SURVIVOR: How to Make a 15 Minute Connection With Checked Bags

Yesterday American saved my bacon on the way home from Frequent Traveler University and the story reveals a few things about how the airline works and what to do (and not to do) when desperately trying to make a connection so it seemed worth passing along.

Delta often gets the most kudos for running an excellent airline operation, but yesterday at least American delivered at a level I haven’t often seen from a US domestic airline.

Pizza in Motion and I were on the same flight flying from Seattle to Chicago. I was connecting to Washington National and he was connecting on a separate ticket to a United flight to Washington Dulles.

Here is his version of the story, a veritable he-said-she-said so read it.

Our flight was just a few minutes late out of Seattle. We had a long taxi, were number six in line, when a storm came through that we had to wait for. I had an hour in Chicago, Ed had a little less than an hour and would have to change terminals, and we saw our connecting times evaporate.

Our 2:15pm departure didn’t actually take off until about 2:50pm. And our flight time would be a bit longer than usual as we vectored around significant weather across the country.

An 8:15pm scheduled arrival was showing 8:54pm.

  • Ed knew he couldn’t change terminals and turn up for a United flight before the doors closed.
  • He checked my flight to Washington National and saw one seat left for sale. He booked an AAnytime (double miles) award — versus paying $1000! — to grab that seat, and could cancel it as an Executive Platinum at no fee if we made up time.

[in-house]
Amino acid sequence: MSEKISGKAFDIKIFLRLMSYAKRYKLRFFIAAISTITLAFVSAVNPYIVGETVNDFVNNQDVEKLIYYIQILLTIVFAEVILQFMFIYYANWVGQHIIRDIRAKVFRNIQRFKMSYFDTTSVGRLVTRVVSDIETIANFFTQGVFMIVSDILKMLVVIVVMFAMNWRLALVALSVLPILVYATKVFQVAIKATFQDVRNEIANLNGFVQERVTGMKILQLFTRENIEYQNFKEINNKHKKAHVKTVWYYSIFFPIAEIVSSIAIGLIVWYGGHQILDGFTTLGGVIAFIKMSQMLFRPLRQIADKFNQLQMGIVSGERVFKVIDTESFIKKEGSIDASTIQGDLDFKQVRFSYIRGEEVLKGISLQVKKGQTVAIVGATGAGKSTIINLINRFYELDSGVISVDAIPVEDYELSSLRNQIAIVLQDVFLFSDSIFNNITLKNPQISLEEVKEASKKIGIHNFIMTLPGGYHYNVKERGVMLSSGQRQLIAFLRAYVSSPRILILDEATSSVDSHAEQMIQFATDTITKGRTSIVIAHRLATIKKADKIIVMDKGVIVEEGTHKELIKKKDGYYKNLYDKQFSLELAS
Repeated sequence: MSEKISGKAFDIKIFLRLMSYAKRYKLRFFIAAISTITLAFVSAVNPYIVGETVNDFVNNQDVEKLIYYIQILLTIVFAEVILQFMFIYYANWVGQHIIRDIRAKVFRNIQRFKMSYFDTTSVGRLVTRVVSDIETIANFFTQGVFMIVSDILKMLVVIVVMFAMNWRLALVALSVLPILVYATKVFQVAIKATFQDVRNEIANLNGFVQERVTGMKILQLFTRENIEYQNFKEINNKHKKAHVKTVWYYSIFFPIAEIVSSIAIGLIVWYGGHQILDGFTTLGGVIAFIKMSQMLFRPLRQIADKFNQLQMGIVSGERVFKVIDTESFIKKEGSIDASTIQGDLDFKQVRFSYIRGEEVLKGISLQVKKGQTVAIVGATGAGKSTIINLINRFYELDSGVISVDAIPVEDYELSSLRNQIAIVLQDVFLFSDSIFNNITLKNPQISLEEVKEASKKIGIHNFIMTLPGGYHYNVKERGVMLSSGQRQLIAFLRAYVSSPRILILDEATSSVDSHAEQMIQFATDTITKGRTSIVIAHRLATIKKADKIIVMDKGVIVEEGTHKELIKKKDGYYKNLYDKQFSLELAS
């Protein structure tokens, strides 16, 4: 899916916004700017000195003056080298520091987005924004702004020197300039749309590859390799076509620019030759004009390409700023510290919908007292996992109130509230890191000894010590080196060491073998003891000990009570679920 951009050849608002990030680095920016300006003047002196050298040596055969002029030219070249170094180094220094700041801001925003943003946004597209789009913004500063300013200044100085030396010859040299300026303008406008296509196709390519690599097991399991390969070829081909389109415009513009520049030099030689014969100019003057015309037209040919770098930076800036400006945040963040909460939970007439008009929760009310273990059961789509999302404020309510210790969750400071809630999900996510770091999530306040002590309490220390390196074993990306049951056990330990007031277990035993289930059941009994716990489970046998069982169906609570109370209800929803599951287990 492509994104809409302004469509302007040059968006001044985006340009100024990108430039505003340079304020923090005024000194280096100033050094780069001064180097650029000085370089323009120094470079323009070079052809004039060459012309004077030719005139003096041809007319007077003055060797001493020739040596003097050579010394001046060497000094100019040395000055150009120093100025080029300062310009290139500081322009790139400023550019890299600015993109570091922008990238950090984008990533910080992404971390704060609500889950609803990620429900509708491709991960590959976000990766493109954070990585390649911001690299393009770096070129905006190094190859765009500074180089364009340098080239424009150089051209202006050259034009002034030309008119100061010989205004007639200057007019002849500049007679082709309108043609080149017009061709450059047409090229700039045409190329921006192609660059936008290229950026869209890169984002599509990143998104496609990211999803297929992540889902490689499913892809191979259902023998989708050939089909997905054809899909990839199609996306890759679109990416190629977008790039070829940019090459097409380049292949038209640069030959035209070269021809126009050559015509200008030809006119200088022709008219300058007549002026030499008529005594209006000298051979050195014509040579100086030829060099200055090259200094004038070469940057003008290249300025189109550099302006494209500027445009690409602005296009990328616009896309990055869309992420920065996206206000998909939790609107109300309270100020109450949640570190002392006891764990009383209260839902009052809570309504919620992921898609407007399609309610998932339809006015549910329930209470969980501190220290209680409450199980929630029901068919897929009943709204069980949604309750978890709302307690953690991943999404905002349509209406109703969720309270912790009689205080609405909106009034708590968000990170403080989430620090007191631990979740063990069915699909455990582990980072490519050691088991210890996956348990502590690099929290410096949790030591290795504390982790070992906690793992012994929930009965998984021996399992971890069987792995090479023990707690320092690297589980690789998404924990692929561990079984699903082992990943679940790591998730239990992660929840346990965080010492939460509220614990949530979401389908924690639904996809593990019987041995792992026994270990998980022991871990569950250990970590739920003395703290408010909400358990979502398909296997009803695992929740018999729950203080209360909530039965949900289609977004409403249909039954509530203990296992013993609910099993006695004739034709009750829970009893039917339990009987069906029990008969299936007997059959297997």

He had spent 25,000 miles, would wind up with a flight credit from United, and would hopefully make it home same night.

The flight seemed to stretch. 8:54 became 8:55, 8:58, and then 9:01.

Ed couldn’t check in for his American flight.

He was able to get onto gogo wireless internet with his phone while also staying connected on his laptop (I couldn’t seem to log off and then log on with my phone). I suggested he use the American Airlines app to tweet the airline. Executive Platinums have a feature in the app to contact the airline via Twitter, and those communications get priority.

The hope was that while we didn’t think they would hold the flight, they might be willing to hold off closing the door to the jetbridge for a few minutes as we ran to try to make the flight.

At 8:48pm we weren’t yet in a landing pattern. After finally touching down about 9:04pm, the pilot came on to say that we came down onto the farthest runway from our gate and would have to taxi for at least 10 minutes. We were at the gate at 9:17pm.

Meanwhile, our connecting flight never showed delayed. We were going to miss it.

Except… the American twitter team uncovered that it was actually delayed until 9:32pm. We had 15 minutes, so 5 minutes to make it from gate H7 to K8 even without the door being held open.

On the American app my boarding pass no longer showed up. And I saw folks getting cleared off the upgrade list. I thought I might not have a seat any longer.

I jumped up from my seat in row 6, was at the front of the aircraft before anyone had gotten into the aisle. And I ran. Which is tough in loafers (I don’t corner well). I figured if I made it to the gate first, I could get them to hold it a minute or two for Ed. I didn’t have a carryon bag — my first time checking something on a purely domestic itinerary in two years (but had 3 suits, a tuxedo, and had thrown countless amenity kits and pairs of airline pajamas into my suitcase to give away at Frequent Traveler Univiersity). That made it a bit faster, unencumbered.